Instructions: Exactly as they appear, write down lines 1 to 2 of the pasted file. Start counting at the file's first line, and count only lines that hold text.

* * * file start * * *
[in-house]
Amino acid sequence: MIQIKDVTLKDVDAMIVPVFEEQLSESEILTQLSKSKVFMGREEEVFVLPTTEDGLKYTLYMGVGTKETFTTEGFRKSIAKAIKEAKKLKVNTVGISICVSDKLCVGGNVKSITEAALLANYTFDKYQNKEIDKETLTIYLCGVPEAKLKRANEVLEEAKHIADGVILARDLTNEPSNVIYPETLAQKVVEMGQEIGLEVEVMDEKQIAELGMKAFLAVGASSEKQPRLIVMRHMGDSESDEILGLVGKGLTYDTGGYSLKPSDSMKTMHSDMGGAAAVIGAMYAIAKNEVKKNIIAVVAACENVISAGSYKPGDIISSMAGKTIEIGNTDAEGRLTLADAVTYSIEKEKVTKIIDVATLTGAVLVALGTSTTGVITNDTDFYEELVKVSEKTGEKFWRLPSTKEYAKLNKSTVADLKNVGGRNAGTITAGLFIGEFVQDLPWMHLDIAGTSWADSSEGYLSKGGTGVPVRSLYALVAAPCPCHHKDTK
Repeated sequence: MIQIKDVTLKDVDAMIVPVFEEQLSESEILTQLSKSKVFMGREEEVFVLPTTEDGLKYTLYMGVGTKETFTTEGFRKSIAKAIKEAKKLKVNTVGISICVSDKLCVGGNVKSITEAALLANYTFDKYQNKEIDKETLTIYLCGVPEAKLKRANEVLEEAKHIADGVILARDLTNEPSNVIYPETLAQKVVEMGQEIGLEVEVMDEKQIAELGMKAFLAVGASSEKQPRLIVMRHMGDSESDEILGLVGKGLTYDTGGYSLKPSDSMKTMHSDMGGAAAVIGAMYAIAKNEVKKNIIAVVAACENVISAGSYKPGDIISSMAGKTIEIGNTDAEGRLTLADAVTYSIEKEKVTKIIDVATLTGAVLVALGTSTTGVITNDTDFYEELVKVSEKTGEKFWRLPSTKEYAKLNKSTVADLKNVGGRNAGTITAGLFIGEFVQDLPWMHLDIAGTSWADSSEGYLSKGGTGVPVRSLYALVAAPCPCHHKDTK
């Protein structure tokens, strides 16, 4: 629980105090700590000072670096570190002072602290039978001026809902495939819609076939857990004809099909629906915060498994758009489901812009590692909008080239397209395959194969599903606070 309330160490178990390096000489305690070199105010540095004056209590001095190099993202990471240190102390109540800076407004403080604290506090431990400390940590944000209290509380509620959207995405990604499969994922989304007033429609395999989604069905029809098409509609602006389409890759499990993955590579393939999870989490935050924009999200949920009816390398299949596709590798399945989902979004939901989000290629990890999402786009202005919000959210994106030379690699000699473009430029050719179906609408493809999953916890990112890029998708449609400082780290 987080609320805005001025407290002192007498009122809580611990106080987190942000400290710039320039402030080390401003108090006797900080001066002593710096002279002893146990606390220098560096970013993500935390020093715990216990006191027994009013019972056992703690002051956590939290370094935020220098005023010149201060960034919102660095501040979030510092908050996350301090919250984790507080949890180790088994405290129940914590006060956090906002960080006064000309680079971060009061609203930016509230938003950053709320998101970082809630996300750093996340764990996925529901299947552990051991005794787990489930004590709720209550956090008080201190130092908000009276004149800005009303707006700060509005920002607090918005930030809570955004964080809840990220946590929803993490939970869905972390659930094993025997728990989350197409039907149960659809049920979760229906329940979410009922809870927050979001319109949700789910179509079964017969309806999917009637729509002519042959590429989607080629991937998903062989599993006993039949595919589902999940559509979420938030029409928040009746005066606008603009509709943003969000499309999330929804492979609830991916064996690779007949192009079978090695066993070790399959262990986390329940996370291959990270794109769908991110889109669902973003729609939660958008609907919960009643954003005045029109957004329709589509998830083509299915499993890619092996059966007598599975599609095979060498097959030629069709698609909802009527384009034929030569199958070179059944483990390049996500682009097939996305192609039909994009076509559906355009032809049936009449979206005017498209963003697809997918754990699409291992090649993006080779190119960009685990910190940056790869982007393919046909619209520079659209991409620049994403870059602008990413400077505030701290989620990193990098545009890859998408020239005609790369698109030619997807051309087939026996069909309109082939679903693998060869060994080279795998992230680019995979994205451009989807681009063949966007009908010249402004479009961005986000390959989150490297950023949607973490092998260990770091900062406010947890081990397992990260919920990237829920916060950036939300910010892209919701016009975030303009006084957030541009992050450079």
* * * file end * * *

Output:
[in-house]
Amino acid sequence: MIQIKDVTLKDVDAMIVPVFEEQLSESEILTQLSKSKVFMGREEEVFVLPTTEDGLKYTLYMGVGTKETFTTEGFRKSIAKAIKEAKKLKVNTVGISICVSDKLCVGGNVKSITEAALLANYTFDKYQNKEIDKETLTIYLCGVPEAKLKRANEVLEEAKHIADGVILARDLTNEPSNVIYPETLAQKVVEMGQEIGLEVEVMDEKQIAELGMKAFLAVGASSEKQPRLIVMRHMGDSESDEILGLVGKGLTYDTGGYSLKPSDSMKTMHSDMGGAAAVIGAMYAIAKNEVKKNIIAVVAACENVISAGSYKPGDIISSMAGKTIEIGNTDAEGRLTLADAVTYSIEKEKVTKIIDVATLTGAVLVALGTSTTGVITNDTDFYEELVKVSEKTGEKFWRLPSTKEYAKLNKSTVADLKNVGGRNAGTITAGLFIGEFVQDLPWMHLDIAGTSWADSSEGYLSKGGTGVPVRSLYALVAAPCPCHHKDTK